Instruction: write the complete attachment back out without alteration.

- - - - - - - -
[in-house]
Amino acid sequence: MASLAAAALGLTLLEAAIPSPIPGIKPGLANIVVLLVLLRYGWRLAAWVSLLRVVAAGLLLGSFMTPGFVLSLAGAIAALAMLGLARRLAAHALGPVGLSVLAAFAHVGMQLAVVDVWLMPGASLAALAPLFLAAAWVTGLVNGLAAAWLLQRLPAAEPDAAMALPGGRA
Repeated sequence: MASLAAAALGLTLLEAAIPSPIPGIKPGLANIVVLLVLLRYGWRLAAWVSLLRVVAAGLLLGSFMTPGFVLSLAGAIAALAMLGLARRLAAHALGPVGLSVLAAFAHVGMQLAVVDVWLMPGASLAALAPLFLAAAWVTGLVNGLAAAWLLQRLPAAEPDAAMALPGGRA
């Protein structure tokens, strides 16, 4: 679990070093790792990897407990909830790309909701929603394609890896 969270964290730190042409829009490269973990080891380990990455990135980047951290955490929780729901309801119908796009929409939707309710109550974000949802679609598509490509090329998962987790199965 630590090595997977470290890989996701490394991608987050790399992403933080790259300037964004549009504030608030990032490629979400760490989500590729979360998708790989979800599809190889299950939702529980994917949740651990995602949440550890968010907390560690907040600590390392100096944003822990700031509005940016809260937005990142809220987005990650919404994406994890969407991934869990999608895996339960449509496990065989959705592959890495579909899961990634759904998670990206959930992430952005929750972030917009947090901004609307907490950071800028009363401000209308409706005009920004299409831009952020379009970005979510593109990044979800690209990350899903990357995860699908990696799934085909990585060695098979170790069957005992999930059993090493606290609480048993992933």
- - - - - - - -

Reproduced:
[in-house]
Amino acid sequence: MASLAAAALGLTLLEAAIPSPIPGIKPGLANIVVLLVLLRYGWRLAAWVSLLRVVAAGLLLGSFMTPGFVLSLAGAIAALAMLGLARRLAAHALGPVGLSVLAAFAHVGMQLAVVDVWLMPGASLAALAPLFLAAAWVTGLVNGLAAAWLLQRLPAAEPDAAMALPGGRA
Repeated sequence: MASLAAAALGLTLLEAAIPSPIPGIKPGLANIVVLLVLLRYGWRLAAWVSLLRVVAAGLLLGSFMTPGFVLSLAGAIAALAMLGLARRLAAHALGPVGLSVLAAFAHVGMQLAVVDVWLMPGASLAALAPLFLAAAWVTGLVNGLAAAWLLQRLPAAEPDAAMALPGGRA
């Protein structure tokens, strides 16, 4: 679990070093790792990897407990909830790309909701929603394609890896 969270964290730190042409829009490269973990080891380990990455990135980047951290955490929780729901309801119908796009929409939707309710109550974000949802679609598509490509090329998962987790199965 630590090595997977470290890989996701490394991608987050790399992403933080790259300037964004549009504030608030990032490629979400760490989500590729979360998708790989979800599809190889299950939702529980994917949740651990995602949440550890968010907390560690907040600590390392100096944003822990700031509005940016809260937005990142809220987005990650919404994406994890969407991934869990999608895996339960449509496990065989959705592959890495579909899961990634759904998670990206959930992430952005929750972030917009947090901004609307907490950071800028009363401000209308409706005009920004299409831009952020379009970005979510593109990044979800690209990350899903990357995860699908990696799934085909990585060695098979170790069957005992999930059993090493606290609480048993992933």